“If you’re afraid of getting close to people, it’s one of two things. You’re afraid of interrupting them or you’re afraid of getting rejected. Which one is it for you?”

“Um, both.”

Now I realize that it’s mainly rejection. That was my “I don’t want to get rejected” sissy answer.

“It’s in your head. People don’t feel that way.”

Huy taught me that the more you put yourself out there, the better things are going to be. And if you are fearless and aren’t afraid of looking stupid, things are going to be really awesome.

“The photo gods give you better photos than can make yourself. Be open to it.”

Emotionally exhausted I decided to go to lunch, think, and give myself a break. Cue negative self talk: “Why did I come here? I want to go home. I’m not good enough to do this.”

I was walking aimlessly around, not really taking pictures, whenGulnara showed up. She asked me what was going on. She looked through all of my photos. She figured out what I needed right then. I needed see all of the beauty in the swine barn. And I needed a step by step guide on how to approach people.(Really. Bad.)

“You are going to make them feel good if you choose to take their photo. They are going to think, ‘She thinks that I have the best pig. I am special.”


“Yes, look for the connection between the people and their pigs. Let’s go find someone and you are going to get in their with them.”

I followed her around the barn. She kept pointing out connection and saying, “Beautiful.” She opened my eyes. Some of these people loved on their pigs the same way I love on my dog. I could feel how they felt.

She helped me make my favorite picture of the day. She encouraged me to take a step closer, and if no one told me to go away, I could take another step, and another and another. She found a beautiful girl and her pig. Not only did I see this girl love her pig. I was feeling the love too!


Photo Credit Me!


Photo Credit Gulnara

The day before I also told Sherry that I felt like I was not going to get my money’s worth if I didn’t cry. I’ve watched the Foundation Workshop video. Everyone is crying! That night I cried a lot in front of everyone. Finally, I felt safe and I opened up. I shared that I was scared of people and I had no idea. I was so disappointed in myself. But at the same time I knew that the more I knew about me, the better I could become as a photographer. And every single person in that room supported me.

Photo Credit Joe Appel

I was so inspired by my teachers and my classmates that I wanted to go back to the Stock Show and try again. During my critique Sergio told me that he hoped I would do it. I knew that my alarm would go off and I would make an excuse to stay in bed. I decided I had to hold say it out loud to EVERYONE so that I would have to hold myself accountable. I stood up and told my new friends that the best way to do it was to say it out loud to EVERYONE.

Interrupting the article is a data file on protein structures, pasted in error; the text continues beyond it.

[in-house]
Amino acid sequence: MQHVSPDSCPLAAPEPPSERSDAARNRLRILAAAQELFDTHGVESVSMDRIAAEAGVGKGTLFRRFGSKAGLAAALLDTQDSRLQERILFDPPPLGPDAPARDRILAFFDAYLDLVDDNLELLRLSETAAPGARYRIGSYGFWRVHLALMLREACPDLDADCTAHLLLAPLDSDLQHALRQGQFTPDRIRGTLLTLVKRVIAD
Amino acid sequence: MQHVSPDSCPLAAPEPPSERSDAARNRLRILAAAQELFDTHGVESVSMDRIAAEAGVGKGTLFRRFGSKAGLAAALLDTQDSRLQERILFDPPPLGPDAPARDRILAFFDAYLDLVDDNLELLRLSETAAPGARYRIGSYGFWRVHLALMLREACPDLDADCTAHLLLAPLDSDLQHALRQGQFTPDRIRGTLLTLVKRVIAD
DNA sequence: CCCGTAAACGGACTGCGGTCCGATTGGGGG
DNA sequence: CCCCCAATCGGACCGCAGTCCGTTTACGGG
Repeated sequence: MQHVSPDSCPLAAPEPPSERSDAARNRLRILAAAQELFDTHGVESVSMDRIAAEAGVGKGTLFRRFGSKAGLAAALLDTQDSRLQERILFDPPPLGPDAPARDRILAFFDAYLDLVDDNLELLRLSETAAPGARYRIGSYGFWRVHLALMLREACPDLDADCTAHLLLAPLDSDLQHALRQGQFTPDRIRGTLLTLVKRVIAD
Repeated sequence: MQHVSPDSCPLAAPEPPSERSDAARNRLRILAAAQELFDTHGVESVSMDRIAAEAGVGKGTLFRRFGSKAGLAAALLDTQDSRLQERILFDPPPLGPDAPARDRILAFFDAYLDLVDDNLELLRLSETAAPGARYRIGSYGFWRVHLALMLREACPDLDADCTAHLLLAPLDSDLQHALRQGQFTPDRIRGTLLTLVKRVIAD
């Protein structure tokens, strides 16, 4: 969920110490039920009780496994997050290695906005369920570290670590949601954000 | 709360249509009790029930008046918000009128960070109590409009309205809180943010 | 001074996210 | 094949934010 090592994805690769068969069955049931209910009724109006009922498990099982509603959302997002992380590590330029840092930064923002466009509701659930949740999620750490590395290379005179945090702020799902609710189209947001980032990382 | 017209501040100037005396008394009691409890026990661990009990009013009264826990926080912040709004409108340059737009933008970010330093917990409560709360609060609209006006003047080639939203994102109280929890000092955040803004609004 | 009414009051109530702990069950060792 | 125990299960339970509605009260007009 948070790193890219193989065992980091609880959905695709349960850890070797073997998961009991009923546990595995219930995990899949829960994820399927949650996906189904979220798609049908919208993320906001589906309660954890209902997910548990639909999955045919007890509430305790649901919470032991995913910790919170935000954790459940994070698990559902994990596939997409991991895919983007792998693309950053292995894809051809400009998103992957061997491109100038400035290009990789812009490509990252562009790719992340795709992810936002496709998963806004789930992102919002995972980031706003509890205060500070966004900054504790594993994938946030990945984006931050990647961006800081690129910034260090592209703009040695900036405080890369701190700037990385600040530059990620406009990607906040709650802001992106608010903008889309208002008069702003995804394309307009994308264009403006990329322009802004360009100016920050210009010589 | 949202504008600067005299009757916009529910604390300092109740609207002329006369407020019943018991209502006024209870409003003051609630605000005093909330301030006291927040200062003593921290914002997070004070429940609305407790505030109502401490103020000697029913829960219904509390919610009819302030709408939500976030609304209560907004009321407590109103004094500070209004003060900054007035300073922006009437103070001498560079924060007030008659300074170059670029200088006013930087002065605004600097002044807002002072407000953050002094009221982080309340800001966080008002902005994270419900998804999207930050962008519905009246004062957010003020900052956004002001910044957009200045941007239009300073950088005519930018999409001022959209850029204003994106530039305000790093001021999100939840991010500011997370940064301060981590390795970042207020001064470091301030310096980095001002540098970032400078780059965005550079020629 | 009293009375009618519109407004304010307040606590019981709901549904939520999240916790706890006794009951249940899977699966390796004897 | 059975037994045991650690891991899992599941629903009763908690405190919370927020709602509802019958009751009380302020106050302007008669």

I was so nervous all through dinner. When it was my turn to speak I felt free. I felt like I could be silly myself. And it felt so good! They cheered me on like crazy. They told me to tell them how it went.

I told Huy that I felt like I finally let people get to know me.

“No, we already knew you.”

Again, it’s taken me all week to figure this out…there are many sides to all of us.

I am vulnerable.

Photo Credit Candice C. Cusic

AND I am silly.

Photo Credit Joe Appel

The next day I went back.


I made some of the worst pictures of all time. But I smiled. I got close to people. I chatted. I even talked to the mom of the girl I photographed two days before. I gave her my card so I could email her a photo. She wrote, “You made my daughter feel so good. She was excited that you took an interested in her!”
Gulnara was right! We can make people feel good when we take an interest in them.

This is a journey I’m on and it’s never going to end. I’m going to work hard so I can keep growing. My list of things to work on is long. And I’m ok with that.

Foundation First taught me to be a better, more open, more fearless person. And that means that with practice and lots of hard work I’m going to become a better, open, fearless photographer. So thank you Huy, for creating the most awesome, most badass, most loving group of people, who happen to be sick photographers, supportive classmates and AMAZING teachers.

My eyes have been peeled open. Love really is all around. I’m so grateful that I see that now.